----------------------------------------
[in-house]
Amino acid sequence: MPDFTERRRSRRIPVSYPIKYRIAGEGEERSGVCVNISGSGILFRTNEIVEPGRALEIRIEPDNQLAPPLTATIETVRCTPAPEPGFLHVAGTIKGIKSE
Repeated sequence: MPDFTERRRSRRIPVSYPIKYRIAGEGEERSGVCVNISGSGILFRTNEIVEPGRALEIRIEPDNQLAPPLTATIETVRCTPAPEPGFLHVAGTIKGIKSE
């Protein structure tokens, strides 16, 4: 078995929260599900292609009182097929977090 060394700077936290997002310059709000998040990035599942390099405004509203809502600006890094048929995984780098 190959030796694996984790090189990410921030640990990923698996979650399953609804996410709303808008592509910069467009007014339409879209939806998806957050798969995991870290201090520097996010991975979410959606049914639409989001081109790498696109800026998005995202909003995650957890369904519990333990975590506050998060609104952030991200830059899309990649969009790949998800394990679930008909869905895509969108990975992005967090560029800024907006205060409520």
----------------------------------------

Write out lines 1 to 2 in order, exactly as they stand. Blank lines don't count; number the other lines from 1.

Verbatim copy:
[in-house]
Amino acid sequence: MPDFTERRRSRRIPVSYPIKYRIAGEGEERSGVCVNISGSGILFRTNEIVEPGRALEIRIEPDNQLAPPLTATIETVRCTPAPEPGFLHVAGTIKGIKSE